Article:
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In linux , /etc/hosts stores ip aliases.

But I want to create a hostname without knowing its IP address. In Amazon RDS , it's endpoint is a long domain name such as : my-db.ooxxooxxooxxoo.ap-northeast-1.rds.amazonaws.com . It doesn't suggest connecting by IP (because it may change).

In such situation , how do I resolve a simple db string to this domain name ? WITHOUT any outer help , such as DNS CNAME or Route53 solution.

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setup a local nameserver (eg dnsmasq) and insert the CNAME records you need into that.

dnsmasq.conf:

cname=alias,horrible-long-hostname.example.com

resolv.conf:

nameserver 127.0.0.1
  • CNAME stands for canonical name, aka an alternate name. So you could configure my-db.mydomain.com as a CNAME for my-db.ooxxooxxooxxoo.ap-northeast-1.rds.amazonaws.com, and no matter what IP address Amazon sets db.ooxxooxxooxxoo.ap-northeast-1.rds.amazonaws.com to, your CNAME alias will resolve to the same IP address. – simpleuser Sep 11 '17 at 19:24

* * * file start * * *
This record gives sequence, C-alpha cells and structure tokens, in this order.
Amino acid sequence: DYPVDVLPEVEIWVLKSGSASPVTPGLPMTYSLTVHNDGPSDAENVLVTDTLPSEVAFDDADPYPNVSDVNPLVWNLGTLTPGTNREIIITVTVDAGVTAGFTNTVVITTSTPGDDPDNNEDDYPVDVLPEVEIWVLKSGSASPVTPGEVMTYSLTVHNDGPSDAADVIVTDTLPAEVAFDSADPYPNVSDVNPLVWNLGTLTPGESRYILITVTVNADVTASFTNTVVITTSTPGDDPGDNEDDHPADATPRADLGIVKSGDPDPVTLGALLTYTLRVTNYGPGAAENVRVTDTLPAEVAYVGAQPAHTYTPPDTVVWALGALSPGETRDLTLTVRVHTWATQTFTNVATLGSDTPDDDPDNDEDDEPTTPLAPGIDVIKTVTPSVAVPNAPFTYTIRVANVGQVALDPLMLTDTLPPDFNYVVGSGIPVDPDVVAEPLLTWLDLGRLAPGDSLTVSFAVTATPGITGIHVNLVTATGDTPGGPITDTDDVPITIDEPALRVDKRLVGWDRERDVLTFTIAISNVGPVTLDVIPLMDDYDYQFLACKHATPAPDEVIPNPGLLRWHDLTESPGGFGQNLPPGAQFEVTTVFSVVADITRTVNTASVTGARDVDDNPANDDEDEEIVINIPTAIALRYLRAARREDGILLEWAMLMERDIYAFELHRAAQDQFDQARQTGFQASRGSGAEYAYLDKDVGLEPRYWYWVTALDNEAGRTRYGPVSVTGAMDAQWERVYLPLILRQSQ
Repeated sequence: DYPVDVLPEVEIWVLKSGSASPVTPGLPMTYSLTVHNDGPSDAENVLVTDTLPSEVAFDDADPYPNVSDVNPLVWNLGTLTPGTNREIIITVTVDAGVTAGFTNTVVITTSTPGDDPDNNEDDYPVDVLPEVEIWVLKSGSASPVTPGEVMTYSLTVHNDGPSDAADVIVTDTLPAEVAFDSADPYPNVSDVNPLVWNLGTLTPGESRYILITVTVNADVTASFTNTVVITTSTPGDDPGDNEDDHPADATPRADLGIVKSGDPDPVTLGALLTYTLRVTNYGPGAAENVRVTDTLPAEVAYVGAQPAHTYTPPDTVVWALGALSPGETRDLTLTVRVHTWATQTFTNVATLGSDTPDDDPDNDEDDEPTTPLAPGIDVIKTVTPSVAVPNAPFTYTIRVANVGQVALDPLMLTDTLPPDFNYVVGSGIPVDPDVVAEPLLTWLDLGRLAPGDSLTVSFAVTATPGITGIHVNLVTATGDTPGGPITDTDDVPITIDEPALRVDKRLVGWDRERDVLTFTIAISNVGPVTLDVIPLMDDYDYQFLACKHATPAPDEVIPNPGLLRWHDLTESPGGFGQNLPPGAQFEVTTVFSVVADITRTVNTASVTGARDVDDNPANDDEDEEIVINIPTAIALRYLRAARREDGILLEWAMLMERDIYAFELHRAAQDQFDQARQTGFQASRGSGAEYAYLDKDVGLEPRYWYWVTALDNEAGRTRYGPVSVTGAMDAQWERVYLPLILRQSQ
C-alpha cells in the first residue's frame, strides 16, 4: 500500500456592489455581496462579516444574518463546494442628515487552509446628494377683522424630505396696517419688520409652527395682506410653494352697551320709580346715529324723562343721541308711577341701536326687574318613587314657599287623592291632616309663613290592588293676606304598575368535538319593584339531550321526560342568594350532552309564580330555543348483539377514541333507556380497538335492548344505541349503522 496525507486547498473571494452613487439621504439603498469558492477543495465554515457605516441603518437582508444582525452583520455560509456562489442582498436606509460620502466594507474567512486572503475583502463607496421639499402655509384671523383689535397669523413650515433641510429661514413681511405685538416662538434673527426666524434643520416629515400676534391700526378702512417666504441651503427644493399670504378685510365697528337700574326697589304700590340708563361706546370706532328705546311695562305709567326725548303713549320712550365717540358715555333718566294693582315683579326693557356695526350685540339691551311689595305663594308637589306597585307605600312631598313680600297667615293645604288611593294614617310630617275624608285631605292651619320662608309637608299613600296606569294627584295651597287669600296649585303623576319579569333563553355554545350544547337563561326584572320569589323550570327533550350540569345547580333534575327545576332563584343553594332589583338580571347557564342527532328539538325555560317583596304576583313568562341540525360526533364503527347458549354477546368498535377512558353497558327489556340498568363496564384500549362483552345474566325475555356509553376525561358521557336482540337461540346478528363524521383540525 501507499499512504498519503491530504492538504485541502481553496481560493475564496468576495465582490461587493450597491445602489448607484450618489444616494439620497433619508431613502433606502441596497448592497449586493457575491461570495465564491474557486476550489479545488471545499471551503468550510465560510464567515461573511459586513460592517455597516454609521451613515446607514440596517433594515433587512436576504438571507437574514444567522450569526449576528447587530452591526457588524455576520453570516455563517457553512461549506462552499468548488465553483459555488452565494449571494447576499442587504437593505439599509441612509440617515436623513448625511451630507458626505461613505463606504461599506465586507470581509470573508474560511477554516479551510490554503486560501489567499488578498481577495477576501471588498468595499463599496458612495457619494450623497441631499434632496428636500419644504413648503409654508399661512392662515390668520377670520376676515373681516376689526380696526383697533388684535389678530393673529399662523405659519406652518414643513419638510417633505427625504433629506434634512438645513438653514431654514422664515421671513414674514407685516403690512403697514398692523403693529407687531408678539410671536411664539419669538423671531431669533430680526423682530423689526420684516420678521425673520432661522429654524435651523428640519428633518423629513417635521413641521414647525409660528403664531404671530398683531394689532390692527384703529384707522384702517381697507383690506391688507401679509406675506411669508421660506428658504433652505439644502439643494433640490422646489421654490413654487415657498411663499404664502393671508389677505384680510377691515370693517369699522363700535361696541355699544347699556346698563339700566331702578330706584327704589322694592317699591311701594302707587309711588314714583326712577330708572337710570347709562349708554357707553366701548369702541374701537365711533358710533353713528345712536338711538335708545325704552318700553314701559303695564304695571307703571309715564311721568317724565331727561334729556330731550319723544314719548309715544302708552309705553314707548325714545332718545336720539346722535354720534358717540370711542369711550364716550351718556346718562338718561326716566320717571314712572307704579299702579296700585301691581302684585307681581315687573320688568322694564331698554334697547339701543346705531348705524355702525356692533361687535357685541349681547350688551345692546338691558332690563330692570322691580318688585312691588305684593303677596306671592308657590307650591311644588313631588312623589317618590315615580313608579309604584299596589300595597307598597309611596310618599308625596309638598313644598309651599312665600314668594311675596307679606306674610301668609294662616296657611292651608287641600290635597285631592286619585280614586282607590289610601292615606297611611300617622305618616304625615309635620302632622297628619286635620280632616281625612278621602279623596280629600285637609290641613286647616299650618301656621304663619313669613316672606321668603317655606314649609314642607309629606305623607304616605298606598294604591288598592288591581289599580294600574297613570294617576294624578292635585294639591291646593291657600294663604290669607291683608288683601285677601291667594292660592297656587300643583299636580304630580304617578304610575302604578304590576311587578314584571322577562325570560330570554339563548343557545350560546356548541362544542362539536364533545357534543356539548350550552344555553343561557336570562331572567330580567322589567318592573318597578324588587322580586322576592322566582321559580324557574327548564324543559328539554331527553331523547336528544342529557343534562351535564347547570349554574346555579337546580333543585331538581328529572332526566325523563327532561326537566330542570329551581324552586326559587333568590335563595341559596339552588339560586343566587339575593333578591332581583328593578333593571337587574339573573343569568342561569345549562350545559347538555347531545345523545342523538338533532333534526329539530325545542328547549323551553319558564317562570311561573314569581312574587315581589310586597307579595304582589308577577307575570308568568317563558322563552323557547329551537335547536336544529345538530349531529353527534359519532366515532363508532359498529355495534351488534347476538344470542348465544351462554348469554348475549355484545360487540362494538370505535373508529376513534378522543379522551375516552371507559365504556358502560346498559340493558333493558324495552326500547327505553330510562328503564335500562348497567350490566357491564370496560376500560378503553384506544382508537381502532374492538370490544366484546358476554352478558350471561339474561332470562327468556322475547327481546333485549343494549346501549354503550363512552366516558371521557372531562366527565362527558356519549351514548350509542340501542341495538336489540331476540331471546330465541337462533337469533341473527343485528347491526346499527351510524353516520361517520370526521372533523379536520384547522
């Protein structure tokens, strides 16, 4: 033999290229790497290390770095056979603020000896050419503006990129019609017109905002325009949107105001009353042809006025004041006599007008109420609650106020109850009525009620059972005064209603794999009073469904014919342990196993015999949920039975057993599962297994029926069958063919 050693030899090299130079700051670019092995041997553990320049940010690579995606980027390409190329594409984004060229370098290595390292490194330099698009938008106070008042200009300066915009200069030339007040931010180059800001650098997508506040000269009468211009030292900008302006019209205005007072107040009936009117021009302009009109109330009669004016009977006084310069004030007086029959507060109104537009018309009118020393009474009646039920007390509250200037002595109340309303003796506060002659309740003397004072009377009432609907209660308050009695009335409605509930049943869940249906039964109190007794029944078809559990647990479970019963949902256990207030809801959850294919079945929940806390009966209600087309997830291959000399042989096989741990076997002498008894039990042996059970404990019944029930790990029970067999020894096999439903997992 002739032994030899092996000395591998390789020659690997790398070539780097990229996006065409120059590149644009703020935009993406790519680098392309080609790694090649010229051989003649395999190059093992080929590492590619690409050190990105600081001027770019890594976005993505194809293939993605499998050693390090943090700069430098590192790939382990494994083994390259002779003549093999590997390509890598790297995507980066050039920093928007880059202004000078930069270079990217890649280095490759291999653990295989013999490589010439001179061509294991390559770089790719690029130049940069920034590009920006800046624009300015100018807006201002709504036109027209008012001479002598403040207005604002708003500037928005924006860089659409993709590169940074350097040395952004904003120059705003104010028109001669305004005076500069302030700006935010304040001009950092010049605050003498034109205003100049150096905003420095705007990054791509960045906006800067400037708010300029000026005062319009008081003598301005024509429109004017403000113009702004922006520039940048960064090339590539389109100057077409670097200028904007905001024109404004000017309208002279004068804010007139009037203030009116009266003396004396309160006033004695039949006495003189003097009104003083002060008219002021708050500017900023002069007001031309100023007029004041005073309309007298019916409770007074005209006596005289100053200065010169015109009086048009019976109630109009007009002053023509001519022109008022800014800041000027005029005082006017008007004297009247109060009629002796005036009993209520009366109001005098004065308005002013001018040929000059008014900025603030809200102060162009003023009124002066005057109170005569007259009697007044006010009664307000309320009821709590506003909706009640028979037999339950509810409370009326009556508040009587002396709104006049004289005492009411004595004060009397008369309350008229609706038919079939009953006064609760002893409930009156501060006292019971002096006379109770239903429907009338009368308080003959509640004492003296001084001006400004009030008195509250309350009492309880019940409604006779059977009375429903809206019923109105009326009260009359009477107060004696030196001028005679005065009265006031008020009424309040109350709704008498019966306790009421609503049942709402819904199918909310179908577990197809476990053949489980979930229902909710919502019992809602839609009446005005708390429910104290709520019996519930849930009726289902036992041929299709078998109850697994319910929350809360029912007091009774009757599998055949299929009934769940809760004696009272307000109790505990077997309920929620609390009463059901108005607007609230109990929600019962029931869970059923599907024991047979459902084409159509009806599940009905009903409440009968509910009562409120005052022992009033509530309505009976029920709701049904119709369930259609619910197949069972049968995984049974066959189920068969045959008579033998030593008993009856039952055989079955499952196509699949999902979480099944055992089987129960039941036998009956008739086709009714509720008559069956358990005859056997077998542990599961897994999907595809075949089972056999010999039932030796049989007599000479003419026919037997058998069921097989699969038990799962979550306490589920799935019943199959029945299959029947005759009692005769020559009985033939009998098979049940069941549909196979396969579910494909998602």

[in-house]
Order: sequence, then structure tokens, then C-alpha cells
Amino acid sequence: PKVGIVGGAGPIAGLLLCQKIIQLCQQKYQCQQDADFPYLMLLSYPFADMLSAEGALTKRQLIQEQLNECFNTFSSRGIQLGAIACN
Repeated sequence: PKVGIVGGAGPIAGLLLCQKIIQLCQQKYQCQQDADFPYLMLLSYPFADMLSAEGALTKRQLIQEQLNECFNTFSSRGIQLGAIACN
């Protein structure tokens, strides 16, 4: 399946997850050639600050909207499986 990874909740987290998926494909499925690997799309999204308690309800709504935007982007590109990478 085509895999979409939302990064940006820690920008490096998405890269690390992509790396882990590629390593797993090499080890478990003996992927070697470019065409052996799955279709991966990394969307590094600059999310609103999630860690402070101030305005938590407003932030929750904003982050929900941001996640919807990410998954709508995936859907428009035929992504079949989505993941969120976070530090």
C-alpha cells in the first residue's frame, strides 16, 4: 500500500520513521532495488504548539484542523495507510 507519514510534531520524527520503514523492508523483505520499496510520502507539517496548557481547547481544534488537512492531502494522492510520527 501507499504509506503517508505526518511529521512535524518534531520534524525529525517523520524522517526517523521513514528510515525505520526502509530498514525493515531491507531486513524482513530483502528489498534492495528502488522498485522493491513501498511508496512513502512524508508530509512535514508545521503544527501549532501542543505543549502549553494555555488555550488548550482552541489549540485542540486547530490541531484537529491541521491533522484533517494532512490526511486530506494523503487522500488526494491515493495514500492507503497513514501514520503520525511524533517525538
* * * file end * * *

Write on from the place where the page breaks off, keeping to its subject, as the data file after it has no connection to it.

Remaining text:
• Note that this only works for targets which are names from DHCP or /etc/hosts. – dustin.schultz Sep 4 '18 at 14:33
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If all you are trying to do is simplify ssh'ing to that system, you can use an ssh config file. Create and edit ~/.ssh/config to contain:

Host db: Hostname my-db.ooxxooxxooxxoo.ap-northeast-1.rds.amazonaws.com

After that, a simple "ssh db" will lookup what's specified in your .ssh/config file and connect you.

  • This solutiuon also covers rsync and scp. – user313114 Jan 29 '15 at 5:17
  • no , I am not trying to do ssh. I want resolve to IP (used in JDBC connecting) – smallufo Jan 29 '15 at 5:33
  • You may be able to add: search ooxxooxxooxxoo.ap-northeast-1.rds.amazonaws.com to /etc/resolv.conf and then connect to my-db... – Liczyrzepa Jan 29 '15 at 5:38

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